LIPID PROFILE AND FREE RADICAL OXIDATION IN NON-ALCOHOLIC FATTY LIVER DISEASE

Issue: 
11
Year: 
2017

Assistant, Department of Biochemistry, Orenburg State Medical University;
aspirant, South Ural State Medical University (Chelyabinsk)
E-mail: gatiatulina@hotmail.com
E.V. Popova
Ph.D. (Med.), Associate Professor, Department of Biochemistry, Orenburg State Medical University; St Joseph University in Tanzania,
St. Joseph College of Health Sciences (Dar es Salaam, Tanzania)
V.S. Polykova
Dr.Sc. (Med.), Professor, Orenburg State Medical University E.F. Agletdinov
Dr.Sc. (Med.), Professor, Bashkir State Medical University (Ufa)
E.A. Nikonorova
Assistant, Department of Medical Elementology, RUDN University (Moscow)
A.A. Tinkov
Ph.D. (Med.), Assistant, Department of Biochemistry, Orenburg State Medical University;
Engineer-researcher, P.G. Demidov Yaroslavl State University
E-mail: tinkov.a.a@gmail.com
А.А. Nikonorov
Dr.Sc. (Med.), Head of Department of Biological Chemistry, Orenburg State Medical University

Diet-induced liver steatosis is associated with metabolic syndrome, insulin resistance and cardiometabolic disorders such as abnormal lipoproteins metabolism, excessive accumulation of lipids in hepatocites and activation of free radicals formation. Consequently, the aim of the present study was to assess lipid spectrum and oxidative stress markers in rats with diet-induced non-alcoholic fatty liver disease (NAFLD). The animals were divided into two equal groups and fed standard diet (10% calories from fat) or high-calorie diet (HCD) (60% calories from fat in chow and 10% sucrose solution) for 6 weeks. Serum of blood and liver samples used for estimation of lipid spectrum and some markers of protein modification and lipids peroxidation. The obtained data showed that histologically verified NAFLD led to atherogenic dyslipidemia in rats, absence of free radical oxidation in serum, and a significant decrease in total thiols concentration in liver. This fact may indicate the formation of local oxidative stress in liver of rats fed high-calorie diet.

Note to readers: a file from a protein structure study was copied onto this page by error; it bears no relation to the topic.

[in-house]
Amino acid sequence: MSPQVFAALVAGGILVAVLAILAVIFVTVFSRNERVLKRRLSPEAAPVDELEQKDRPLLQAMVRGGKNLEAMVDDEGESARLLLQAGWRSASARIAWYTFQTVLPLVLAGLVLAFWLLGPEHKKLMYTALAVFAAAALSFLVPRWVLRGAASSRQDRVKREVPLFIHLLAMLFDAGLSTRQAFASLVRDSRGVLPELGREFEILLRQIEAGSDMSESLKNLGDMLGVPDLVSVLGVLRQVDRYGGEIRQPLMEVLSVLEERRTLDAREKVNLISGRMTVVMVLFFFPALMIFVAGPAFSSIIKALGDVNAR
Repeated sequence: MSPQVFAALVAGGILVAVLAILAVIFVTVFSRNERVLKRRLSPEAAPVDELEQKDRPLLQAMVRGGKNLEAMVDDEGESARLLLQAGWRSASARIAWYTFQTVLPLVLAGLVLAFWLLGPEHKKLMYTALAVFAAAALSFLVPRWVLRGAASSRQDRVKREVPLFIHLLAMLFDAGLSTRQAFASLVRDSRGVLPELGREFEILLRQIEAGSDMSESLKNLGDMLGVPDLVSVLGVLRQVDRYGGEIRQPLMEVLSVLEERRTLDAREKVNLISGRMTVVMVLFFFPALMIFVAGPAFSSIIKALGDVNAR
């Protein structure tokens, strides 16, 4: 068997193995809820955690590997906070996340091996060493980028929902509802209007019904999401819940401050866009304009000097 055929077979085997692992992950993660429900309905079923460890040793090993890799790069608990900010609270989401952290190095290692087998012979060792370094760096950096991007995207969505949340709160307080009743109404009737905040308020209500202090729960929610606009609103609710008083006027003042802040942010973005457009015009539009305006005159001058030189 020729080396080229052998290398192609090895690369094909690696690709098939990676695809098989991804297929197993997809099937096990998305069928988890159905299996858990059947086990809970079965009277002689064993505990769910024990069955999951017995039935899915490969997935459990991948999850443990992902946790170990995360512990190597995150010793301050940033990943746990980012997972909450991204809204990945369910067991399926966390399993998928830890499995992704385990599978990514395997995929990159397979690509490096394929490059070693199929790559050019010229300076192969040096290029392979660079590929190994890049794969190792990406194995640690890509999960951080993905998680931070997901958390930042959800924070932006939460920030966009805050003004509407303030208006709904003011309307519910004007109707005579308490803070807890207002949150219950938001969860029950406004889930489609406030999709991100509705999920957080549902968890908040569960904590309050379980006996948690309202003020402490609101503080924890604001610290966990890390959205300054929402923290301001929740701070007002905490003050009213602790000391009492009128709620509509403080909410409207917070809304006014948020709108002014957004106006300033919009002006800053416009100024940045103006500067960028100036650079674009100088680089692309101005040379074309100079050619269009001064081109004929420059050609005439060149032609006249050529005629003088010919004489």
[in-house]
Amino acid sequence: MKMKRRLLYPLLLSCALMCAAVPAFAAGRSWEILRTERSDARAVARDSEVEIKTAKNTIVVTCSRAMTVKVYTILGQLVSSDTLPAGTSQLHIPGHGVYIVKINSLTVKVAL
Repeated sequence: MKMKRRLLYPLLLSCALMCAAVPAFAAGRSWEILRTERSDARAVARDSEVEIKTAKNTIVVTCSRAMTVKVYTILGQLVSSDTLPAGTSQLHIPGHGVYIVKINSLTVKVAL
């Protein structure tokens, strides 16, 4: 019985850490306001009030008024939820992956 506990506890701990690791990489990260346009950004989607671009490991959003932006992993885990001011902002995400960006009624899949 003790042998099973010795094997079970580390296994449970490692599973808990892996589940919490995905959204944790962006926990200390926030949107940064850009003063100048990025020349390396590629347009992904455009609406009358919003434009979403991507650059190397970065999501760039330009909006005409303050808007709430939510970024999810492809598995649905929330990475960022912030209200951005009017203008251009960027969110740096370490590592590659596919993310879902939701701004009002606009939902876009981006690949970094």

Keywords: 
liver; non-alcoholic fatty liver disease; high-calorie diet; oxidative stress; lipids.